Ted Sevransky is a handicapper with Covers Experts.
The Spurs won their first NBA championship back in 1999, as the low post tandem of Tim Duncan and David Robinson carried San Antonio to a 4-1 series win over the Knicks in the Finals.
That championship, however, was somewhat lightly regarded at the time – it was an awkward, strike shortened season and the Spurs faced the upstart No. 8 seed New York Knicks in the Finals, the only No. 8 seed in NBA history to advance that far in the playoffs.
Hopes weren’t high for a repeat title, with Portland, the Lakers and Sacramento all improving dramatically in the Western Conference. The Spurs lost Sean Elliott to a kidney ailment that curtailed his NBA career, while the Admiral was no longer the powerhouse center that he once was. It was Tim Duncan’s team now, and Duncan wasn’t ready to lead them.
I remember the Lakers sweeping the Spurs out of the playoffs in 2001, then dominating them 4-1 in the playoff in 2002, en route to their third consecutive title. At the time, the Lakers exuded confidence in every close game, every tight situation. Tim Duncan looked like a lost little boy, with fear in his eyes, particularly in that first series when San Antonio got swept.
I mean that quite literally – you could see in Duncan’s eyes by Game 2 of that series that he was simply outmatched and outclassed by L.A. His eyes told the story and I bet against the Spurs in Game 3 and Game 4, eschewing the zig-zag theory in favor of the ‘bet on the better team’ theory, which proved to be a profitable decision for myself and my clients.
Tim Duncan didn’t look like a lost little boy last night, as the Spurs rallied to beat the Mavs, forcing a Game 7. San Antonio was not sharp early on, but they rallied to tie the game at 71-71 early in the fourth quarter. Then, Duncan hit one of his trademark bank shots and was fouled, hitting the free throw as well, to give the Spurs a three point lead.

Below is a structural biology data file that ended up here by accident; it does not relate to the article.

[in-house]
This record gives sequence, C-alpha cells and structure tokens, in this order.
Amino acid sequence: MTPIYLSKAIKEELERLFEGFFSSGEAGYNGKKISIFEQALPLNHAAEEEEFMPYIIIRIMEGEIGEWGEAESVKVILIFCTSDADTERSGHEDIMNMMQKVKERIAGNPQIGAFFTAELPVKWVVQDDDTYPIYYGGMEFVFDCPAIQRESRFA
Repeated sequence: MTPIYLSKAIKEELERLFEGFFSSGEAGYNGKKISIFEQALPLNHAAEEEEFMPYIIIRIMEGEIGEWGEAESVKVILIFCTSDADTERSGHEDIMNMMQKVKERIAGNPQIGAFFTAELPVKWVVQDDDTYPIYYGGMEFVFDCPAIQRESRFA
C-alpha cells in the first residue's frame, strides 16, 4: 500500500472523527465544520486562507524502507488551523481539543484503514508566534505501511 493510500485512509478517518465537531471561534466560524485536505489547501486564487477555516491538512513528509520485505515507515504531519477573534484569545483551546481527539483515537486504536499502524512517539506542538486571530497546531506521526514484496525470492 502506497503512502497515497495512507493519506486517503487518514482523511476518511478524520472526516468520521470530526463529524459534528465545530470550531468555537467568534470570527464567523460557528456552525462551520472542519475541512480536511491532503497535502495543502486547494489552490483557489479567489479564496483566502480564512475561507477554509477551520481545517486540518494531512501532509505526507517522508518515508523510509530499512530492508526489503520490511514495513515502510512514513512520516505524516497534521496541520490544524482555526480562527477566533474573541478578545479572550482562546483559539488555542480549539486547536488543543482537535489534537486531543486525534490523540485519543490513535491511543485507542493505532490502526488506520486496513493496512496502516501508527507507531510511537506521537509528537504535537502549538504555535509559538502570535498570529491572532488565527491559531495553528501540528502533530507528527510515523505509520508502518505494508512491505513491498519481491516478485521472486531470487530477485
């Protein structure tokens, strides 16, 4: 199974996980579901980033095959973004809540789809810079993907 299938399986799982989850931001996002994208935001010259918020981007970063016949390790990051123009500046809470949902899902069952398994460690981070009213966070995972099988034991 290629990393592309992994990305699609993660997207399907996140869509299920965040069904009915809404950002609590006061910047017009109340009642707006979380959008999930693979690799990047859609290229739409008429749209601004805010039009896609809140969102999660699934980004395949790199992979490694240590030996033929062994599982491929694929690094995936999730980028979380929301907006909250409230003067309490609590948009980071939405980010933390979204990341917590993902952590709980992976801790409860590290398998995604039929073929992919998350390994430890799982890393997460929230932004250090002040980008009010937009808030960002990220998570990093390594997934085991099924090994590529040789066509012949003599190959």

You could see it in Tim Duncan’s eyes, right then – the Spurs were not going to lose this ballgame. Sure, Dallas went on another run to regain the lead. Sure, it was Michael Finley who hit the biggest shot of the night, nailing a trifecta with under three minutes to play to give San Antonio the lead for good. But it was Duncan’s confidence, Duncan’s championship mentality that was the difference maker, in my opinion. His eyes told the whole story.
Dirk Nowitzki’s eyes told the opposite story. Nowitzki has never been able to hit the big shot in the playoffs. His Mavs team has always come up short around this time of the year. And, with the game on the line last night, Dirk looked tentative. He looked scared. He passed up open shots to feed Devin Harris, Josh Howard and Jerry Stackhouse, instead of taking over the game himself. You could see it in his eyes -- the Mavs were not going to win the biggest game of Nowitzki’s life.
Nowitzki ended up being the goat, taking an absolutely horrible shot, a contested, fall-away 3-point try with plenty of time left on the clock and the Mavs flush with timeouts. And Duncan’s confident look inspired his team to earn a very tough victory and give their title chances a much needed boost as the series shifts back to San Antonio for Game 7.
Confidence means more than experience in the NBA playoffs. Teams with a swagger perform better than teams with any shred of tentativeness or uncertainty. Heading back on the road for Game 7, it’s going to take a Herculean effort from Nowitzki and the Mavs to overcome that look in Tim Duncan’s eyes.
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